Wednesday, March 7, 2012

Evidence for the Super Genome

Another new creationist at EvC has claimed that the original genome had to have been much larger than today's, which is of course a necessary inference from the creationist claim that all we have genetically is what was given at Creation to the separate Species, no further input since then. This means that an original genetic endowment for each Species has been playing out through all the variations down the centuries, and for that to be possible the original must have been much larger than today's genome.*[see bolded paragraph below about the idea it must be bigger]. And of course the opposition is demanding evidence for this "super genome" which according to their own view of things does not exist.

Considering that THEIR "evidence" consists largely of totally subjective classifications of creatures into "clades" and "nested hierarchies" from which they then infer genetic descent without a shred of ACTUAL evidence; or homologous organs scattered all over the Linnaean classification system that they've imagined into a sequence of genetic descent and called it fact; or purely imaginary made-up tales about how this or that creature came to be, or did or didn't continue to exist; or "beneficial mutations" as the source of all genetic material that in fact exist only in a few highly compromised forms while all the rest are "neutral" or the cause of thousands of genetic diseases; or collections of fossilized dead things in separated strata that are clearly related to one another that they've imagined into evolution from less to more "advanced" over time rather than contemporaneous variation, just 'cause it fits the theory; and the layers of solidified sediments themselves to which they've laughably applied time period designations etc etc etc -- you'd think they might be a LITTLE bit cautious about demanding evidence from others.


So what IS the evidence for the super genome? It's an inference from the fact -- provable fact, not imaginary construct -- that population splits tend toward reduced genetic diversity as they also produce new phenotypes. Reason it backwards and you come to, first, the Flood where a huge bottleneck must have brought about a huge decrease in genetic diversity, but not enough to reduce any particular line of variation to fixed loci like the cheetah or the northern seals, because the genome WAS so much bigger then than now, and then back before the Flood to the Creation where you MUST suppose a much much greater genome. Add back in all the genes that died in the Flood and down the centuries that now form the "junk DNA" and that should begin to reconstruct the original genome for you. I used to think that original genome might have been appreciably differently constructed somehow than today's, but now I think that all those reinstated genes with the maximum of alleles for each, fully heterozygous all of them, all combining basically according to Mendelian principles, is quite sufficient to have produced every creature now living and in the fossil Flood Graveyard as well.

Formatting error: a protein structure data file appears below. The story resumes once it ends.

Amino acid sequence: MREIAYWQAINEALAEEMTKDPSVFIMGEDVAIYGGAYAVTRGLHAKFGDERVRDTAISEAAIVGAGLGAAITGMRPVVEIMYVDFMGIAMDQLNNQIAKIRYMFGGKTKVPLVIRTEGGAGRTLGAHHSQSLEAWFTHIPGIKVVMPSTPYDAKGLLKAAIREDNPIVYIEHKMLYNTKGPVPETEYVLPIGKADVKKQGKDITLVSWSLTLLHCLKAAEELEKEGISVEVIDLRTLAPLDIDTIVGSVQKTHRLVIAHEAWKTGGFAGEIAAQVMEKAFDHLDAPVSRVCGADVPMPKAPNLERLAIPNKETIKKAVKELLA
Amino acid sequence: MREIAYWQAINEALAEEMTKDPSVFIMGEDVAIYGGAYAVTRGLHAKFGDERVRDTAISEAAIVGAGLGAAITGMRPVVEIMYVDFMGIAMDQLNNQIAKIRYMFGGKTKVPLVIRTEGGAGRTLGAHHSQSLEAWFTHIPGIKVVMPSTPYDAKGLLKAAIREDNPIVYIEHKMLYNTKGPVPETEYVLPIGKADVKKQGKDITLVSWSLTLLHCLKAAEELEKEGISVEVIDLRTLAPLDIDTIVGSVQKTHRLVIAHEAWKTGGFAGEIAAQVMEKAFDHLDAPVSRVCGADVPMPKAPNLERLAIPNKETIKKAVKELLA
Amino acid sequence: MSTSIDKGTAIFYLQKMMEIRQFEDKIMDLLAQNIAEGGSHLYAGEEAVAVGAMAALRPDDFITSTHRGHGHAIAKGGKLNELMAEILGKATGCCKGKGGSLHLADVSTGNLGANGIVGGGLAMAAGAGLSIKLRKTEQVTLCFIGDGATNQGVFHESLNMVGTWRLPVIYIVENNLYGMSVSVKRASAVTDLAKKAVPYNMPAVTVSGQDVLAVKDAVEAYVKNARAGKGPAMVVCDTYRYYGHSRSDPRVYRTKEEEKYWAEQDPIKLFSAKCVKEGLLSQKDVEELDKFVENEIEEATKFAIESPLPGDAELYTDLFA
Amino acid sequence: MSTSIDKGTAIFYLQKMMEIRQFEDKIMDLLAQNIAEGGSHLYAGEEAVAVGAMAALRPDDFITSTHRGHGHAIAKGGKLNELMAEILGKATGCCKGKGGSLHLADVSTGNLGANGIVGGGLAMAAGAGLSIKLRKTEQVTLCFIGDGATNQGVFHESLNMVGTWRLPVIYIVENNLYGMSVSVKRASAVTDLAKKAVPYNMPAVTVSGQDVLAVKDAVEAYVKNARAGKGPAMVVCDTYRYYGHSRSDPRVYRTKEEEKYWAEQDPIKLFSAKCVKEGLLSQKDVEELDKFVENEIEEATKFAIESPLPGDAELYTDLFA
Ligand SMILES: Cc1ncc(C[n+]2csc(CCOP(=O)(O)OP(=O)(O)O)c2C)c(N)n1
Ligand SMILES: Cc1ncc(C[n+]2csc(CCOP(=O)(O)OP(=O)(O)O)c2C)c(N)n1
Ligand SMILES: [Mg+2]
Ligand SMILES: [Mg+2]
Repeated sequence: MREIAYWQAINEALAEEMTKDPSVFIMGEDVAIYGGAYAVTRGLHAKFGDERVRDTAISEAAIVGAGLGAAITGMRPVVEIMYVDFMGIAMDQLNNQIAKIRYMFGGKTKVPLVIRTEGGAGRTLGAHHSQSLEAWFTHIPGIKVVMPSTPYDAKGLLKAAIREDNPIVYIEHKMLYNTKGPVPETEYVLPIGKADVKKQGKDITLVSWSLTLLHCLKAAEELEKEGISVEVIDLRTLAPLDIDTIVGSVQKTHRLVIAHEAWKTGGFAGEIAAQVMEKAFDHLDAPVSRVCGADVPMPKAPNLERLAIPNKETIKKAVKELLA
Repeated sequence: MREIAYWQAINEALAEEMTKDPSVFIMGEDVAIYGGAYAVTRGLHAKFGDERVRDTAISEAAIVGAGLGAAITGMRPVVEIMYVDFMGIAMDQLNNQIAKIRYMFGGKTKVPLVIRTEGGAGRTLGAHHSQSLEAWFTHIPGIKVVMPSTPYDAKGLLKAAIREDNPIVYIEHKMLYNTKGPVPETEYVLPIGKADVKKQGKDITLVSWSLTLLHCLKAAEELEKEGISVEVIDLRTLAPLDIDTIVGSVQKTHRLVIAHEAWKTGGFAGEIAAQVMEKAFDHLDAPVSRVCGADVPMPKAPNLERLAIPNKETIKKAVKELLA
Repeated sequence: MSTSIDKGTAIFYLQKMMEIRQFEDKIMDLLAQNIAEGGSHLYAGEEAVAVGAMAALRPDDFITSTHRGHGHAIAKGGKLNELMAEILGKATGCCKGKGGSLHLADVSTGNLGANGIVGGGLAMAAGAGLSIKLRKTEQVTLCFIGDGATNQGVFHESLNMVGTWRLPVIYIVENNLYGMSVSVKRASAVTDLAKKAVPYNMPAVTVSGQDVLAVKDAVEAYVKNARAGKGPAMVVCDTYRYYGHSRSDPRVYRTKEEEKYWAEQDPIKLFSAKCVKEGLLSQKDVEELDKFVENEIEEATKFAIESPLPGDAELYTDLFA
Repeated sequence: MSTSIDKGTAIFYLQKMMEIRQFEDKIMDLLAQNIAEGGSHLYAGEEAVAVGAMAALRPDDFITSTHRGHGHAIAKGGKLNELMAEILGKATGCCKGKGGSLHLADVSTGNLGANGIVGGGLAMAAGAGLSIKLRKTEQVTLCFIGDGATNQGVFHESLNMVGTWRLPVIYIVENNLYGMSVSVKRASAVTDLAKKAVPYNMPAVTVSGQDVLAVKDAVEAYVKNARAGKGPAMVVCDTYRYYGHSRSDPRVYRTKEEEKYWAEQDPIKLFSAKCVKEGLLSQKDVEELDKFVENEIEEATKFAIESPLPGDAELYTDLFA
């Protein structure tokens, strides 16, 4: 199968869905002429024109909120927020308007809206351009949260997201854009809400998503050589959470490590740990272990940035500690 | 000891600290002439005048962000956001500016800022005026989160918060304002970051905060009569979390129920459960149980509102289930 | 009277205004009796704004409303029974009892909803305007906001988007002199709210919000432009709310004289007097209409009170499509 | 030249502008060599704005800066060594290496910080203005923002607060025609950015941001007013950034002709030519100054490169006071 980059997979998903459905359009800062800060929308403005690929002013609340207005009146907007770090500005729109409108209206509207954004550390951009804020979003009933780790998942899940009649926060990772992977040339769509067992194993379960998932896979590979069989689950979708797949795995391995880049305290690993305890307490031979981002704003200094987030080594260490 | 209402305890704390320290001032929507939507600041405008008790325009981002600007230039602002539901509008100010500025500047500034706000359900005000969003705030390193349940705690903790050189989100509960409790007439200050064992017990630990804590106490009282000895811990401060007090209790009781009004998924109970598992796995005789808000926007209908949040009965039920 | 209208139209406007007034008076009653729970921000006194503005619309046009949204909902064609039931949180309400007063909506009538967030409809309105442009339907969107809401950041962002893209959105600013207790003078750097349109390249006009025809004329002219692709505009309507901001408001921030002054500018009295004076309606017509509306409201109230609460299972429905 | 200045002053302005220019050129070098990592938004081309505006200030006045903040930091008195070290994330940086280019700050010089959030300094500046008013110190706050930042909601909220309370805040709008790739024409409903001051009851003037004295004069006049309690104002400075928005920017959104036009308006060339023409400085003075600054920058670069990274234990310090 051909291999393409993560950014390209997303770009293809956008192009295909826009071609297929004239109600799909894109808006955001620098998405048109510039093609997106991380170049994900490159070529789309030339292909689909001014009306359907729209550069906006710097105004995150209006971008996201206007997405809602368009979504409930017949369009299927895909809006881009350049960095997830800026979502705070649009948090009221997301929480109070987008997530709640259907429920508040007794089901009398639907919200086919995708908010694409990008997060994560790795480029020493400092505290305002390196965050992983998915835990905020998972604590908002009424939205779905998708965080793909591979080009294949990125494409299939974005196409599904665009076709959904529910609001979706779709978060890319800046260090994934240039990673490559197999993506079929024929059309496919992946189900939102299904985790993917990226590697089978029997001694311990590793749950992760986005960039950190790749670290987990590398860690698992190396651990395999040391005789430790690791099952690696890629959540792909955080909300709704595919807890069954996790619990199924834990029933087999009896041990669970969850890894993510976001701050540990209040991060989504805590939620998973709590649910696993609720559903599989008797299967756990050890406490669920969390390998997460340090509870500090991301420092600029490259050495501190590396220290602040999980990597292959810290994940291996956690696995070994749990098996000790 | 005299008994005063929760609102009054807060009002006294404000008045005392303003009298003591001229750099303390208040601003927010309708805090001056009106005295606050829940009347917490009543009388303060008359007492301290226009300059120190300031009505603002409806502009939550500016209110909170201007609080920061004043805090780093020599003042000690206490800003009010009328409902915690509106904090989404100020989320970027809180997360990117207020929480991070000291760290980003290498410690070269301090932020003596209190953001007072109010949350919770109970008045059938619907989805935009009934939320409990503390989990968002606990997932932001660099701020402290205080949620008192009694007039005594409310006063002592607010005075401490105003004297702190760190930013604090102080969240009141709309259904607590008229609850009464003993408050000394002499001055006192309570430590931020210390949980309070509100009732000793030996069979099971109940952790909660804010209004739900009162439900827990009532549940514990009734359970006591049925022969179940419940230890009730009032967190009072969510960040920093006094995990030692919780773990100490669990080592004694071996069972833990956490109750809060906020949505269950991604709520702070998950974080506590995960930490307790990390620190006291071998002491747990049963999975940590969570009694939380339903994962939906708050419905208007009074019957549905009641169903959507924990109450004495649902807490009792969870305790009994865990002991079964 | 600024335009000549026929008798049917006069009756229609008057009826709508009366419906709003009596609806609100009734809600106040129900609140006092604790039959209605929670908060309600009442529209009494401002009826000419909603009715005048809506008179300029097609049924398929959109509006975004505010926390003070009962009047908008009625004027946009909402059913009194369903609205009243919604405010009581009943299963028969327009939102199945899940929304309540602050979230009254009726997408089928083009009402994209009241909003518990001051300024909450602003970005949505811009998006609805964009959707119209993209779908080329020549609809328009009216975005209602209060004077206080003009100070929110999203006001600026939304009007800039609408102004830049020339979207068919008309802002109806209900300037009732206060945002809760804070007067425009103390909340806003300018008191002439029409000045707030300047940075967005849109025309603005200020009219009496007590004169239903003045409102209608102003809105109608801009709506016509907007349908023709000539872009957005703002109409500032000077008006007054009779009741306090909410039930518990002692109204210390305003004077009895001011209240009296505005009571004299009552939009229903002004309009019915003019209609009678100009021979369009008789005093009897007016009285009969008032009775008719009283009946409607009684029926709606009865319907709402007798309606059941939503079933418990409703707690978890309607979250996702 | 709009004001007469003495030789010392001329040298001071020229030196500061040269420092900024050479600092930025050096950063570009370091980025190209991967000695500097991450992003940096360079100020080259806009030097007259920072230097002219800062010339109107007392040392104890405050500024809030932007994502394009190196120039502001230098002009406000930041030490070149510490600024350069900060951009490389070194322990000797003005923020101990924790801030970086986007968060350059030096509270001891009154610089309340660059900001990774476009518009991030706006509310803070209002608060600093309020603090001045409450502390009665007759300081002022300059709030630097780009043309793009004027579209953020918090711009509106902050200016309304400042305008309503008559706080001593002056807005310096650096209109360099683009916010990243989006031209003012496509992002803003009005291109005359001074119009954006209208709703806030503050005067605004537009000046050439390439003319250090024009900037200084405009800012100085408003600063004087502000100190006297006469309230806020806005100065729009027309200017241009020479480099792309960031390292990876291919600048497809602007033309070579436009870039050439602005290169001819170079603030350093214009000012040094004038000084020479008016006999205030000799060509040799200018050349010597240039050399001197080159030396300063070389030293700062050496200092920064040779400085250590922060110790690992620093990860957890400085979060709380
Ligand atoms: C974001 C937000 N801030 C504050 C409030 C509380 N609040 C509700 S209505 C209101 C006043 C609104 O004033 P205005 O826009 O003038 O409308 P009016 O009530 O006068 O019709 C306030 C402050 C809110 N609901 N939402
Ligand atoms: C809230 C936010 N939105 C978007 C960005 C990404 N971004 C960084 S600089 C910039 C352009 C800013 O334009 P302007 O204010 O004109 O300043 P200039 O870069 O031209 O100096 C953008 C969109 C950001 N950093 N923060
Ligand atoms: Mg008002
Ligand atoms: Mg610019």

*To be accurate, it's probably not right to think of the original genome as "bigger" exactly, simply fully functioning, all of what is now junk DNA fully operational-- a MORE ALIVE genome then. The one we have today, that all the rest of the ark-preserved creatures also have, is something like 90 to 95% dead.

What we have is a model that can explain most of the data and makes sense. We don't have direct evidence of this original fully functional genome, and maybe we can't, but it ought to be recognizable, from the fact that genetic diversity does decrease with phenotypic variation, that such an original is perfectly logical and likely.

Since I just wrote the qualification "ark-preserved" I realized there are other categories, sea creatures that probably survived in different proportions than did the land creatures on the ark, for instance, and bacteria that could have survived just about anything anyway. And the evidence that bacteria DID survive better than other creatures is the fact that they DON'T have a lot of junk DNA. This is of course explained evolution-style HERE:
...which is why bacteria tend to have very little of it.
--but it IS acknowledged that they have very little of it, which according to my version of Creationism means they still have most of their original genetic endowment which the majority of the rest of the creatures don't. Also, this alone should make comparisons between bacterial genetics and the genetics of higher animals highly suspect.

That article, by the way is about how junk DNA IS junk, and how the creationists are wrong who keep trying to find function in it in order to fit their expectation of a perfect Creation in the genome. But as I've said before, junk DNA is much better understood from a creationist point of view as a record of death since the Fall. The original perfect genome would have had no death, there would have been no junk or dead DNA, but since the Fall all life is subject to death, and it makes perfect sense that this would be reflected in the genome. As the article concludes:
The bottom line, though, is the genome is mostly dead, transcriptionally. The junk is still junk.

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